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Boxing is not so much a sweet science as a sweet contradiction. Fighters run four to eight miles a day preparing for an event that ropes them off in a 20-foot square. They train for up to half a year for competitions that rarely exhaust an hour. They enter the ring hooded in lavish robes, but must fight nearly naked. They surround themselves with multitudes—managers and trainers, cooks and masseurs, bag-toters and towel-folders and door-holders, and, oddly, bodyguards—all of whom leave them deathly alone at their one hour of danger.
And so it would figure that the most compelling fight in years is also the one we least wanted to materialize: Marvelous Marvin Hagler, 32 going on 35 some say, the bull, a man with a head so fierce hair is afraid to grow there, vs. Sugar Ray Leonard, 30, the matador, with a face so childlike that his decision to put it in front of fists again has caused public outrage. On April 6, they will contest the richest prizefight in history. Naturally it will be held in the backyard of a Las Vegas casino-hotel.
The fight's very appeal is confusion. Leonard, who retired in 1982 after suffering a detached retina in his left eye, has chosen to continue in the sport least suited to keeping the human body intact. Worse, Hagler is the one man stalking the planet that America does not want alone in the ring with Sugar. Yet Hagler is the only fighter great enough to bring Leonard back. The risks will hang so heavily in the desert air that night that we will not want to watch. But, like boxers themselves, we will not be able to help ourselves.
Nobody is going
to want Leonard when I get through with him. He probably won 't talk no more,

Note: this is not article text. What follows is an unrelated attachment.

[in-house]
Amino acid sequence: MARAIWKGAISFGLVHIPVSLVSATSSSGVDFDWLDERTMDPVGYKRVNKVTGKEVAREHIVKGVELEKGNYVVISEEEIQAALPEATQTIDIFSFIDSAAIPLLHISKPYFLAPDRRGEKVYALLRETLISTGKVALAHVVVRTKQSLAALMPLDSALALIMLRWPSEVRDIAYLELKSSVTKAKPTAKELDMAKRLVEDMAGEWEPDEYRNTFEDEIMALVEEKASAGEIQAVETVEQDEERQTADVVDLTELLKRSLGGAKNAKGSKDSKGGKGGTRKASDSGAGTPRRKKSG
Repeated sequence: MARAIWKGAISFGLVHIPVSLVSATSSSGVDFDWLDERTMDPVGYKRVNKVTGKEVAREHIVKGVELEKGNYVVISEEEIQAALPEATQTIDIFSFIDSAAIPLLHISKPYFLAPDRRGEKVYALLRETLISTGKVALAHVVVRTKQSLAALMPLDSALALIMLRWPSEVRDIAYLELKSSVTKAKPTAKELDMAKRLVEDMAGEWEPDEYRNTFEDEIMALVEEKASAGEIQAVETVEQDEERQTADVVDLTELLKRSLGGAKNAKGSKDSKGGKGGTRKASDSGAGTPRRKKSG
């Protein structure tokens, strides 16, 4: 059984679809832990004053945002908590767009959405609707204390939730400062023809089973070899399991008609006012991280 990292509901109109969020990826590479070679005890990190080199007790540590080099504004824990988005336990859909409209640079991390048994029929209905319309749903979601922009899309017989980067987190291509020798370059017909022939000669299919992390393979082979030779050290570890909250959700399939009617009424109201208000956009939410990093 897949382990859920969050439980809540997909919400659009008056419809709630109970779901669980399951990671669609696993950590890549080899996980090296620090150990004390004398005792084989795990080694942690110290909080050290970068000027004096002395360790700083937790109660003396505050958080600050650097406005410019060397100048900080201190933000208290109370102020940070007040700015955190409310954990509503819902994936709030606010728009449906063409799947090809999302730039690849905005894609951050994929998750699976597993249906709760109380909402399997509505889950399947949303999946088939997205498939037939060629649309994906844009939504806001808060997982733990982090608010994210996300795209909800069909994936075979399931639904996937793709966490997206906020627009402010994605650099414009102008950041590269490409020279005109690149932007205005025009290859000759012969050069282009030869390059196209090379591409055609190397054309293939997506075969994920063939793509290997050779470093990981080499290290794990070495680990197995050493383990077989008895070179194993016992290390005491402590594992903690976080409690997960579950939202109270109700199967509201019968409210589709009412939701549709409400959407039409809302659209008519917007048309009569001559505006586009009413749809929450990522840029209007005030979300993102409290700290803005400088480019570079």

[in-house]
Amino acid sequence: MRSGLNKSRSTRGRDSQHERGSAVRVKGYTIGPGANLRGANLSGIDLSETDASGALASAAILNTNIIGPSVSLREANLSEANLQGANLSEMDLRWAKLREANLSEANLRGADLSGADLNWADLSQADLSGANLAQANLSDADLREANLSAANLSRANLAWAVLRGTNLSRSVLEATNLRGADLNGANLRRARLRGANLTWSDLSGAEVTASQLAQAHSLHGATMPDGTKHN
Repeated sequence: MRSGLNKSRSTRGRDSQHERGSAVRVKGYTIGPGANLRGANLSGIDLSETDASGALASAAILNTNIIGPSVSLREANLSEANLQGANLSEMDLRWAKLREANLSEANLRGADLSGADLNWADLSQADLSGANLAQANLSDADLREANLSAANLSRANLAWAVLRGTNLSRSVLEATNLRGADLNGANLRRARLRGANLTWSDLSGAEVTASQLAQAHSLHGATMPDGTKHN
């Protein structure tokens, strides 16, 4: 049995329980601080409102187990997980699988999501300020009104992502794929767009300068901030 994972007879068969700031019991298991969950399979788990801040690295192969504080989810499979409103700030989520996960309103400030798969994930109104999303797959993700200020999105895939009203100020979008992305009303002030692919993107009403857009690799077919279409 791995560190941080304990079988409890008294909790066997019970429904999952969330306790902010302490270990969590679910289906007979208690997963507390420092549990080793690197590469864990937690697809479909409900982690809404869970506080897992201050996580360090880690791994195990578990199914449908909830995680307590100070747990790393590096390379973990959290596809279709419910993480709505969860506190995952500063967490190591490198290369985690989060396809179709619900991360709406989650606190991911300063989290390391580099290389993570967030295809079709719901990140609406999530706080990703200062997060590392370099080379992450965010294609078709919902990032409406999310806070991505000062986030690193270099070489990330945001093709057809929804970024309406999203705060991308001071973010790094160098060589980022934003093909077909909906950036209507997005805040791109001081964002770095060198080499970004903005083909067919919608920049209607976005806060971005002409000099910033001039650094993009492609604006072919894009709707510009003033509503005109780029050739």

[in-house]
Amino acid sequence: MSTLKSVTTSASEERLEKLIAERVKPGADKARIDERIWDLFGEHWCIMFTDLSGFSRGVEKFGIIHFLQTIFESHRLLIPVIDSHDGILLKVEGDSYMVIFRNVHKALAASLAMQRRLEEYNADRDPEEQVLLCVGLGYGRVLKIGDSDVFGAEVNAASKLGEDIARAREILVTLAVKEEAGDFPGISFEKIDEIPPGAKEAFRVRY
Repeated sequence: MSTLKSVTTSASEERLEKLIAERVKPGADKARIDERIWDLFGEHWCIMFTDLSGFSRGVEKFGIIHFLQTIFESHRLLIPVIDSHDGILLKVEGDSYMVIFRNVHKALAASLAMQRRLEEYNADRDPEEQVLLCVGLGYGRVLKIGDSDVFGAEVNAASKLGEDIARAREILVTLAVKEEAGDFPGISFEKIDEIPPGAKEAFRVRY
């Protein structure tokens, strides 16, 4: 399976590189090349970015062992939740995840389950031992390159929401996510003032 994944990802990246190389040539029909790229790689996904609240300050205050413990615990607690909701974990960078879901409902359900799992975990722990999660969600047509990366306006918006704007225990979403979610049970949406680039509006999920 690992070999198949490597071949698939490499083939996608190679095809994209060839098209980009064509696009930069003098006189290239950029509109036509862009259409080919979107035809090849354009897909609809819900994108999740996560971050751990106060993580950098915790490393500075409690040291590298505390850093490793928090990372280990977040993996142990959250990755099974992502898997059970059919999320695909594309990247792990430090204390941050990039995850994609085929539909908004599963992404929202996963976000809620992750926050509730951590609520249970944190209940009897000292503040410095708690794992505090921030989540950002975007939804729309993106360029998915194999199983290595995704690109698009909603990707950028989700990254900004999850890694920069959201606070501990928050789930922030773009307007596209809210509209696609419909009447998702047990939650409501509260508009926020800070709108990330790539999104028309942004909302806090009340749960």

might not see no more, and might not even walk no more. I like to mess up
Marvin's a sweet
guy. He really is.
Hagler and Leonard seem to have been born to define each other's opposite. Hagler is the long-suffering, steel-chinned relentless brawler. His face has stopped more leather than Leonard has thrown. He is 62-2-2 and undefeated in the last 10 years, yet he didn't win the middleweight title until his 54th fight. Leonard is, comparatively, a Boy Scout. He is 33-1-0, the former welterweight and junior middleweight champion, twice retired, twice unretired. Hagler is a lefthanded fighter, although sometimes in mid-round he will suddenly switch and begin fighting righthanded. Leonard is strictly a righty. Hagler's body is sculpted, drastic. Leonard's is smooth. Hagler bloodies men. Fighting Mustafa Hamsho in 1981, he opened up gaps in Hamsho's skin that required 55 stitches to close. Leonard rarely chops up men, only frustrates them. Against Roberto Duran in November 1980, he confused and embarrassed the great Panamanian into quitting, the unkindest cut of all.
Leonard's charm transcends race and sex. At his training camp in Hilton Head, S.C., his workouts draw as many women and youngsters as they do men and many more whites than blacks, all of whom are let in free. Hagler's appeal is narrower. He trains before a crowd that is predominantly masculine, men who have willingly paid $5 a head.
Leonard likes camp to be cozy, like home. He often brings in his wife and children. His father is a cook. His brother and father share his suite. When all of them gather at his nightly supper table, he might as well be back at his childhood home in Palmer Park, Md.
Hagler does not allow his wife or children in camp and likes to hear only good news from home. Phone conversations are short. He does not like company. He prefers to think of his Palm Springs hotel as "prison." While the rest of his camp entourage watched the Super Bowl together, Hagler watched it in the next room, by himself. The last six weeks before this fight, Hagler has come to the phone only for the most urgent calls from home.
Leonard is the fighter for the '80s, reputedly the most fiscally fit in history. His home in Potomac is sumptuous, with a wine cellar in the basement and a Rolls-Royce in the garage. In seven years as an active pro, he made half again as much ($48 million) as Hagler in 14 ($31 million). Hagler is the last of the club fighters. He refuses to shake the hand of a man he may have to fight someday. He has been said to be so suspicious as to switch plates at dinner. He incites himself with slogans long on conviction if short on grammar. "Destruction and Destroy" is his favorite. Once, when he fought in Italy, he wrote it on his shirts in Italian. Still wasn't right.